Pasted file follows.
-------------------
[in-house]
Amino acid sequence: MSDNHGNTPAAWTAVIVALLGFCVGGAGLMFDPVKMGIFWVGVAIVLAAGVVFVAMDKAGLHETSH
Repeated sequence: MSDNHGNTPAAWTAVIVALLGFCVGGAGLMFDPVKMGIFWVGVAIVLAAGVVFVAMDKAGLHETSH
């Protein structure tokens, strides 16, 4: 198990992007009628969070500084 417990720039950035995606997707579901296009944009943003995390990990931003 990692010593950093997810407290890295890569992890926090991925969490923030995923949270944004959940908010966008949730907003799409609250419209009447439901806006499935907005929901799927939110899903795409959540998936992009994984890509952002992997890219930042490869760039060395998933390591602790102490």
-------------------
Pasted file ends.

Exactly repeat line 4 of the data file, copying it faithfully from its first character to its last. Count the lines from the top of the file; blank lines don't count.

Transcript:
């Protein structure tokens, strides 16, 4: 198990992007009628969070500084 417990720039950035995606997707579901296009944009943003995390990990931003 990692010593950093997810407290890295890569992890926090991925969490923030995923949270944004959940908010966008949730907003799409609250419209009447439901806006499935907005929901799927939110899903795409959540998936992009994984890509952002992997890219930042490869760039060395998933390591602790102490």